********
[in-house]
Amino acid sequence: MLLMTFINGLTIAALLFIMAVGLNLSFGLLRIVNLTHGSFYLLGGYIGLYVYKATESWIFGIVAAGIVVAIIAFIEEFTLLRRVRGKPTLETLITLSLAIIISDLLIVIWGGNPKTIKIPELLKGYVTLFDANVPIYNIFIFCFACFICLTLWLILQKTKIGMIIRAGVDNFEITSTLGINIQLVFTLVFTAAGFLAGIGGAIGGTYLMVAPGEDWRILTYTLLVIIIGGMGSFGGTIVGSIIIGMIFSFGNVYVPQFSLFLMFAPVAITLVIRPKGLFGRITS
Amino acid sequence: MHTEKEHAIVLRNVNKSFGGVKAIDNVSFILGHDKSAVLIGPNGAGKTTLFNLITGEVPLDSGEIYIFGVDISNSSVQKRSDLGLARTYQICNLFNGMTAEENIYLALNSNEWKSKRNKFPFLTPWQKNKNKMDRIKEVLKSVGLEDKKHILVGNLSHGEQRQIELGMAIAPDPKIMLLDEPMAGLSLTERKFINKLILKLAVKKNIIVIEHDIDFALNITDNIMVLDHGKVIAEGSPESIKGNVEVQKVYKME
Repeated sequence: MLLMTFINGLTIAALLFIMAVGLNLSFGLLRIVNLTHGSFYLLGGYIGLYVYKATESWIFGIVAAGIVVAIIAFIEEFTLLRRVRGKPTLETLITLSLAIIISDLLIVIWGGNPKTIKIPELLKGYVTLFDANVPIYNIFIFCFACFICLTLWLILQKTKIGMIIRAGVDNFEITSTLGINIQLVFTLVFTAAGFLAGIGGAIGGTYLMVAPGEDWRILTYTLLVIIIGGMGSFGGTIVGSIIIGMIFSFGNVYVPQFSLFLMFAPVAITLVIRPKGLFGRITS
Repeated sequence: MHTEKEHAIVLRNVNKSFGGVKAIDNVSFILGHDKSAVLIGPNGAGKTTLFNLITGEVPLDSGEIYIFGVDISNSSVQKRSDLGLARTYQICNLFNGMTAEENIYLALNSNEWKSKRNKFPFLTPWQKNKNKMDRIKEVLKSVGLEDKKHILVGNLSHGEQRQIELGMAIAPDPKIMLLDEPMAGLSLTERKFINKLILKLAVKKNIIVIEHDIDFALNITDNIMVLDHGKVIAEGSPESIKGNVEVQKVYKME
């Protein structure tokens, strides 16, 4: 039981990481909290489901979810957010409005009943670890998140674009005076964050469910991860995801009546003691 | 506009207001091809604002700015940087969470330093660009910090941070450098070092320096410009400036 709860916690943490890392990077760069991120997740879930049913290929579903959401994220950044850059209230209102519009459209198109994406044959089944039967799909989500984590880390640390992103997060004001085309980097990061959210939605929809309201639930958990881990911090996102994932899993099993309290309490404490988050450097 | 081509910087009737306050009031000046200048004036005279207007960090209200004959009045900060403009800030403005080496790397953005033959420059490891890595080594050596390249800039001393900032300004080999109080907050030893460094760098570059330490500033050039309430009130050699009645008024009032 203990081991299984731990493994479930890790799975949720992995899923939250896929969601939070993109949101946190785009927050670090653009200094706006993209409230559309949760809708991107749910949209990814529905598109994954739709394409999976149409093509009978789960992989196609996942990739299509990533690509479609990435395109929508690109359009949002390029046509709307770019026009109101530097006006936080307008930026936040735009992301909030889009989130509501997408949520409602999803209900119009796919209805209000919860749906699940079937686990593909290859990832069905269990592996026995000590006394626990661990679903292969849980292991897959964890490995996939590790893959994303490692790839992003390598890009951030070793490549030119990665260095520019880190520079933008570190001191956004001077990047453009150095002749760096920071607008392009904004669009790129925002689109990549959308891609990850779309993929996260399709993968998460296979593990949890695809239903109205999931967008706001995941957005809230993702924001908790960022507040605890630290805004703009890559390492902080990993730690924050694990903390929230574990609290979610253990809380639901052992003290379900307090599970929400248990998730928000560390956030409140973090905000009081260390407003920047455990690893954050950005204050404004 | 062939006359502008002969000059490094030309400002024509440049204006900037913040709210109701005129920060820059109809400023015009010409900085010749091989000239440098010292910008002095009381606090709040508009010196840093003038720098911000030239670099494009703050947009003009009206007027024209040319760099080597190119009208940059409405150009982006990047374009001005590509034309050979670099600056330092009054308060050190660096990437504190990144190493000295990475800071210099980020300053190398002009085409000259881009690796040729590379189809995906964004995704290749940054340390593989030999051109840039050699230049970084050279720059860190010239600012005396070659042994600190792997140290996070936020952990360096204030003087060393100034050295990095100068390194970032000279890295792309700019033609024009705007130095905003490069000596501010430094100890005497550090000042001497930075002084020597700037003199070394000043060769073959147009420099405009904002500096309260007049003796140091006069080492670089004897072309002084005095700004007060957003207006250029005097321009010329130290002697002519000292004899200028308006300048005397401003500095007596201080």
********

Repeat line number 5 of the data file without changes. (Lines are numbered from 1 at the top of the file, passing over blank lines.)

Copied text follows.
Repeated sequence: MHTEKEHAIVLRNVNKSFGGVKAIDNVSFILGHDKSAVLIGPNGAGKTTLFNLITGEVPLDSGEIYIFGVDISNSSVQKRSDLGLARTYQICNLFNGMTAEENIYLALNSNEWKSKRNKFPFLTPWQKNKNKMDRIKEVLKSVGLEDKKHILVGNLSHGEQRQIELGMAIAPDPKIMLLDEPMAGLSLTERKFINKLILKLAVKKNIIVIEHDIDFALNITDNIMVLDHGKVIAEGSPESIKGNVEVQKVYKME